John Staller, Ph.D.
BRIT Research Associate
Ph.D. in Anthropology/Archaeology, Southern Methodist University
M.A. in Archaeology, Southern Methodist University
B.A. in Anthropology, Roosevelt University
John’s research represents a nexus of evolutionary science, ethnobotany, anthropology, archaeology, and ethnohistory. Most of this research is interdisciplinary and multidisciplinary, specifically at the interface of the biological and social sciences, and integrates data on maize, plant domestication, cultivation, early agriculture, and cultural ecology. Quantitative research has specifically involved research on geoarchaeology, nutrition, isotopic analysis and food science in order to gain a historical perspective on the roles of the ecology and the surrounding landscape upon indigenous adaptations. John has also researched the formation of pre-Columbian and Colonial Periods social identities as well as how storage and redistribution of food crops, particularly maize in pre-Columbian political economies relate to political authority and the development of complexity. John has also published on the origins, biogeography, domestication and cultivation of maize (Zea mays L.) and its roles in the development of complex social organization in the Andes and Mesoamerica.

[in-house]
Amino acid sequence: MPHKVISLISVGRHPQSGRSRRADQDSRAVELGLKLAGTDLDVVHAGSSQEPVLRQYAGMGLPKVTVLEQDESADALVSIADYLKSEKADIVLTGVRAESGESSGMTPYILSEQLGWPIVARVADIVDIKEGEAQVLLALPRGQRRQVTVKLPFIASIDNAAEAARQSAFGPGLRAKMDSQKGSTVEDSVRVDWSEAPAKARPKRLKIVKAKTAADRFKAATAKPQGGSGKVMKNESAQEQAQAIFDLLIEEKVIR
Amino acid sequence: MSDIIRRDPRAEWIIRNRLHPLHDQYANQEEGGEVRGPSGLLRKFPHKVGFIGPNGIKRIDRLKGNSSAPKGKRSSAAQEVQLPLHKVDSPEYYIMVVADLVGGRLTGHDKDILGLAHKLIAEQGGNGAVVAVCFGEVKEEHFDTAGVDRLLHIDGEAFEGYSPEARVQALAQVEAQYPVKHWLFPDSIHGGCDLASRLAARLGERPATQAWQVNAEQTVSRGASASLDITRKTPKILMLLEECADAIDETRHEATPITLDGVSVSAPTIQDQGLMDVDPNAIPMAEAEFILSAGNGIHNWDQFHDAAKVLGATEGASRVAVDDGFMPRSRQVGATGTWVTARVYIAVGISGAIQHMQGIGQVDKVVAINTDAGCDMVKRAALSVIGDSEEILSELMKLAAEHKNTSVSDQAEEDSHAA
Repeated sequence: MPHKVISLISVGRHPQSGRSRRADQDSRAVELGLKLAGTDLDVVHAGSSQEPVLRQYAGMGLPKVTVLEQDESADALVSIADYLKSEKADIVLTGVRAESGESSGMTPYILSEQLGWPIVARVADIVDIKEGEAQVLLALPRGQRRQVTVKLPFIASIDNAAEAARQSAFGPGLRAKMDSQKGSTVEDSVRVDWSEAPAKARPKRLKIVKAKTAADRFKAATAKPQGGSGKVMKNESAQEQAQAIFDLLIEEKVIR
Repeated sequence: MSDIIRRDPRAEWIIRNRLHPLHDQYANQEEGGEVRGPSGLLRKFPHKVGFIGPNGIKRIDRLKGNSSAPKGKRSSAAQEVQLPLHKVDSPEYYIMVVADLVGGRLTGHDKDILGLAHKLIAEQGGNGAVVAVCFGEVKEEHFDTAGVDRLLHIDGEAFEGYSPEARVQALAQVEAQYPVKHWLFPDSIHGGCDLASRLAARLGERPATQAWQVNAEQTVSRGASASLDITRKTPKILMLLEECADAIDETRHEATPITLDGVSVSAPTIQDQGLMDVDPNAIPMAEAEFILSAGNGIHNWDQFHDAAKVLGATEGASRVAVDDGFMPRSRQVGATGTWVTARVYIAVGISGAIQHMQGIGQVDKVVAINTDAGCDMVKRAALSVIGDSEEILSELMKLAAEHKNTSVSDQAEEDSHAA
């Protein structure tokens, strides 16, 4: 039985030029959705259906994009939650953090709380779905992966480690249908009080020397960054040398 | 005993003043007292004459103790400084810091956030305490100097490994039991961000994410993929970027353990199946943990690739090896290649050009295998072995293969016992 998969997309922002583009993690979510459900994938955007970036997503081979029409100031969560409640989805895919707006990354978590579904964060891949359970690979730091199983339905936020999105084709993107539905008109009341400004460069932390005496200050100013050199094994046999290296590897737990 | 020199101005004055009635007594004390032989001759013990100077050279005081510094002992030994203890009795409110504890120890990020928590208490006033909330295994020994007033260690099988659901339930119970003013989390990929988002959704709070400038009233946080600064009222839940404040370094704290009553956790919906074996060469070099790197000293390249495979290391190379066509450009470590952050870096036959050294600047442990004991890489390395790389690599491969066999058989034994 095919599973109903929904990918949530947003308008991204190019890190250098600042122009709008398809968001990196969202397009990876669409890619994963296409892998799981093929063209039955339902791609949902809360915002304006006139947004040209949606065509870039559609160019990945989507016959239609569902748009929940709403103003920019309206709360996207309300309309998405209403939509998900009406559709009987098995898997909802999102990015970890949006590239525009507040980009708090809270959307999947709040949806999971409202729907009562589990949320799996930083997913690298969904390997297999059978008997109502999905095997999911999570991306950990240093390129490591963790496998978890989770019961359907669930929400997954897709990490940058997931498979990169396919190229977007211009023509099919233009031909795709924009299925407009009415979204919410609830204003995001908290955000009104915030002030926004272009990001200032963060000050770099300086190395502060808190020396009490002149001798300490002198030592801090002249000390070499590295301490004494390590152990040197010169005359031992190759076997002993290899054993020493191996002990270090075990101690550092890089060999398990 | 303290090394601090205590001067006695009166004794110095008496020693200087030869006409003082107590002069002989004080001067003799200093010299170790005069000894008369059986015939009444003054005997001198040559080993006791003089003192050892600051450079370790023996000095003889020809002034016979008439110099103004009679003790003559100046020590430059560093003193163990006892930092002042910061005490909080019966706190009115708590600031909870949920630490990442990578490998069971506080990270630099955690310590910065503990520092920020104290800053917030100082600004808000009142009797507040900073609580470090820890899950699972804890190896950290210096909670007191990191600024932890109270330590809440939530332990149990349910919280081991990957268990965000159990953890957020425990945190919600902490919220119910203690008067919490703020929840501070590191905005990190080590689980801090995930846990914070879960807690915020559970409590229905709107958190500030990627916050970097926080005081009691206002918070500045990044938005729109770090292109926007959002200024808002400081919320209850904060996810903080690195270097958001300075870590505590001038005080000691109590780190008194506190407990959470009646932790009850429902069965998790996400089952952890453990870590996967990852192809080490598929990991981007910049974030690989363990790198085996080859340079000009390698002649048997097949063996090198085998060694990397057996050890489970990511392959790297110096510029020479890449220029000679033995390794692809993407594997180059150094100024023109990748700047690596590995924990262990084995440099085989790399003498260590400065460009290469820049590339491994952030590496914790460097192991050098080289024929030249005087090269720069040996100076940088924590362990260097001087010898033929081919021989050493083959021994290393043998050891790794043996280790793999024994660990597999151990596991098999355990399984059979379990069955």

John taught at various universities, and has worked with museums and their anthropology and biology collections. As a research associate at The Field Museum, Chicago as well as at various museums in Latin America, John has gained considerable experience working with and publishing on archaeological and botanical collections. He has researched and published on early Colonial documents and manuscripts as well as pre-Linnaean botanicals to explore how initial Old World perceptions surrounding newly introduced New World plants influence our current interpretations and consensus regarding their roles in ancient subsistence economies and how the incorporation of New World cultigens transformed European cuisines and how indigenous cuisines in the Andes and Mesoamerica changed with the introduction of European introduced plants and animals.